Spokane Interstate FAIR

By Staff
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Ian Swan, age 3 and the youngest dues.
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Steam kettle.
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Checking wiring and generally drying out the machines.

Box 11222, Spokane, WA 99211

Ian Swan, age 3 and the youngest dues paying member of
Spokane’s Indl and Empire Steam and Gas Buffs, holds grand-dad
John’s first prize plaque for the latter’s entry in 1 HP
and under engines at the recent Fair. Swan’s wee scott is at
Ian’s left on a trailer load of old iron owned by Bob and
Darlene Mueller. In the background is more of the show.

A few years ago the long-established Spokane Interstate Fair, in
recognition of growing interest in old time engines, railway items,
etc., entered into an arrangement with the Inland Empire Steam and
Gas Buffs and other historical societies whereby fair goers could
view restoration efforts first hand. This plan in a few short years
has grown so that a permanent area is now reserved for the
club’s exhibits.

Operations (all steam or gas powered) include threshing, baling,
flour making, ice cream freezing, separate drag sawing and wood
buzzing. An outdoor kitchen in turn of the century motif provides a
gathering place with its wood fired range. The kitchen is
completely controlled by club ladies whose sales of flour and
related items add to the upkeep. Mementos, programs, memberships
etc. along with photos and other trivia are offered. An old time
tool shed and blacksmith shop round out the general old time
atmosphere.

Whether Andy Goertsma decides to put a fire in his steam kettle
within the next few minutes is a moot question. With the water
glass at low tide and no fuel in sight it appears to be negative.
However, a few sticks of kindling alongside the rear truck seems to
indicate Andy might have had a thought along that line then cooled
off. Handy Andy’s exhibits are always tip-top. An old retired
Great Northern Railway baggage and mail car forms the backdrop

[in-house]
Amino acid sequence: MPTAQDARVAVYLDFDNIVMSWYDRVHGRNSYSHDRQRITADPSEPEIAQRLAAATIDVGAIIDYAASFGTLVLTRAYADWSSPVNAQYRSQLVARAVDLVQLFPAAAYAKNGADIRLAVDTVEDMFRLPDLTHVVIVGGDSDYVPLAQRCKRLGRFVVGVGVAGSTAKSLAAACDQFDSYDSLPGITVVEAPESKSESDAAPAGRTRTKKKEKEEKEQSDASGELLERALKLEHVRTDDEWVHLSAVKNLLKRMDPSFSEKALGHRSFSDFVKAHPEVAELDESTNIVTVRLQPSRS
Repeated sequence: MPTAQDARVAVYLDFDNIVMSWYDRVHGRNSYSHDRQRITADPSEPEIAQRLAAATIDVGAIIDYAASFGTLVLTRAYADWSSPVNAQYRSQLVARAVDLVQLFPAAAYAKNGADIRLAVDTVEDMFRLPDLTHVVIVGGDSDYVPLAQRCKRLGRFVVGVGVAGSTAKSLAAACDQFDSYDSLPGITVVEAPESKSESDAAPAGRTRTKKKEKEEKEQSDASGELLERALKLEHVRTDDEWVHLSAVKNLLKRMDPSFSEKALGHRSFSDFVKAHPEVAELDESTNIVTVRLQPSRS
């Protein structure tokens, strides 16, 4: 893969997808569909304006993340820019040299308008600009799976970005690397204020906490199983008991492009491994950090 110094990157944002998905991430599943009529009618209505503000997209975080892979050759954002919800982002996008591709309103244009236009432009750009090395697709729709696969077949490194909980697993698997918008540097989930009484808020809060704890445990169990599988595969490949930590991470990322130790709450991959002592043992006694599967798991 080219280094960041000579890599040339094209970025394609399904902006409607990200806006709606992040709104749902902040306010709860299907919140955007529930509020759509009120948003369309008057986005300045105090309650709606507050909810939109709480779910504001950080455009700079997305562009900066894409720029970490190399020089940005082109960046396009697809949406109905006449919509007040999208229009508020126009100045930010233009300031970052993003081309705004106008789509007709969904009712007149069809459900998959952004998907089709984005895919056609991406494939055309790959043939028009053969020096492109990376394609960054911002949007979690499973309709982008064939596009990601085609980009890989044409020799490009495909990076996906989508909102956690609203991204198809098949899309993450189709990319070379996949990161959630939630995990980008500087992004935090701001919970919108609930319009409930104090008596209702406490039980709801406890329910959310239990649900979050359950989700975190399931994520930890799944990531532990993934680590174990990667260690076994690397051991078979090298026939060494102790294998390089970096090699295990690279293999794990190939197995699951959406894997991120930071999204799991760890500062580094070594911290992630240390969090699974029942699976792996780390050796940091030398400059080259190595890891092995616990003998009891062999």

It’s a clear, warm day in Spokane in early September but
yesterday was a different story as a torrential down-pour slogged
the open-day. No doubt the cause of the grim look on the face of
Donnie Wolfe, who with other newer members, took on the all night
job of drying mags, checking wiring and generally drying out the
machines. Donnie is probably heading toward the cook-shack to catch
a snooze. In back are a trio of tractors from Clarence Harch’s
Poverty Flats.

Off in the large yard is the popping and banging of the old iron
joined by the resonant booms of the large oil engines. With no
limit as to size or quantity the show draws fans from miles around
and features machines from the little fractional gassers to a real
big boy… a 110 HP Case traction engine. Owned by Joe and Dale
Richardson, it was trucked some 150 miles to the show from its base
at Orofino, Idaho. A smaller traction engine owned by William
Schmidt of Spokane and the big Case were busy from opening to close
giving free rides around the yards. In addition a large display of
old outboard engines, drag saws, generators and a Stanley Steamer
kept the crowd’s interest.

Yet, this is not a large show in comparison with those well
established spreads of the east and mid west. But it’s ‘on
a roll’ and the welcome mat is always out at Spokane,
Washington and more especially at ‘Fair Time’ when the real
fun begins. (1984 Fair dates are September 8-16.)

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